GNA undertakes many neighborhood activities and projects that support the neighborhood and the quality of life of Gramercy residents. We host clean and green events around the neighborhood to keep the neighborhood pristine and safe, and we enhance the aesthetic quality of the neighborhood by sponsoring initiatives like the Bishop Crook Lamppost Project, which replaced the neighborhood's modern street lamps with the historic bishop's crook lampposts seen around the neighborhood.
In addition, GNA helps support local businesses and neighborhood schools by sponsoring events that help promote their development and future growth, like our popular Canine Parade, Taste of Gramercy Food Festival, and the annual Gramercy Art Show.
Here is a short list of the many community partnerships, boards, councils, and alliances GNA works with:
GRAMERCY PARK HISTORIC DISTRICT
In the 1990s, GNA fostered the creation of the East 17th Street/Irving Place Historic District and the extension of the Gramercy Park Historic District. GNA also worked with other coalitions on the landmarking of Scheffel Hall, Union Square Savings Bank, Century Association Club House, Russell Sage Foundation and the Guardian Life Building. We are presently working to have the former Tammany Hall and the Guardian Life Annex designated as landmarks.
BISHOP'S CROOK LAMPOST PROJECT
Over the past 12 years, GNA has organized the removal of all 40 modern cobrahead lampposts in the Gramercy Park historic district, and their replacement with historic bishop’s crook lampposts, at an aggregate cost of more than $100,000. GNA raised all of the funds from donors throughout the Gramercy community. GNA completed that project in 2004, when the final 16 bishop’s crook lampposts were installed.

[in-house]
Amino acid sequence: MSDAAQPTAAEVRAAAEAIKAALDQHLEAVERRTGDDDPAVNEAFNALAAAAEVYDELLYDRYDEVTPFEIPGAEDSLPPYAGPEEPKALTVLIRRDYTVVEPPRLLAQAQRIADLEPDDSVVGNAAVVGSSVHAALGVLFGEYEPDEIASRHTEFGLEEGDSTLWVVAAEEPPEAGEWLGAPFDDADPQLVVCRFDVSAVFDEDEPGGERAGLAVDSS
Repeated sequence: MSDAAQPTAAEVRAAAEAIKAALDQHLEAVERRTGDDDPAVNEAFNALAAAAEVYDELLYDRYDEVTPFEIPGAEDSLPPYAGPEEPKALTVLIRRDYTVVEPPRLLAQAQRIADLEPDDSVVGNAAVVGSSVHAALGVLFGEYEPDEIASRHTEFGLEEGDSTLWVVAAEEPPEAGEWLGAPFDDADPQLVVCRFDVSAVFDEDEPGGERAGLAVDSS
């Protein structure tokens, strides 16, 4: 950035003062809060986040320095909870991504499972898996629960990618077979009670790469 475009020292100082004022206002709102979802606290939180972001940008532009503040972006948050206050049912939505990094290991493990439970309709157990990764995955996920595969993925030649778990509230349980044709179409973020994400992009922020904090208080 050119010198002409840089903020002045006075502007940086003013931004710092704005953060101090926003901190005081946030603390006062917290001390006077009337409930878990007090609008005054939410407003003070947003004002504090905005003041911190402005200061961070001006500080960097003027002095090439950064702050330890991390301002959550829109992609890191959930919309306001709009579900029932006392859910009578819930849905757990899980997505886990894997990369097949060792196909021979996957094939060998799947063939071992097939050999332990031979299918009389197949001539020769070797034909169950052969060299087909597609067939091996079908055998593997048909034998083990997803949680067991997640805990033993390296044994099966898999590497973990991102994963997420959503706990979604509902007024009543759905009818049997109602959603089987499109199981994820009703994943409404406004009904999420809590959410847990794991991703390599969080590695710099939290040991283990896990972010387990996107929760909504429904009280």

GNA has improved our neighborhood by working with politicians to sponsor a law regulating the location, use and repair of newspaper boxes; the Department of Transportation (DOT) and police to improve traffic flow and neighborhood signage; the Flatiron Alliance to successfully discourage the Union Square BID from expanding into the Gramercy and Flatiron neighborhoods. The BID expansion would have imposed substantial additional assessments upon residential and business owners.
GNA has also funded the publication of two books on Gramercy history:
Gramercy: Its Architectural Surroundings, by Andrew Scott Dolkart, and Gramercy Park: An Illustrated History of a New York Neighborhood, by Stephen Garmey.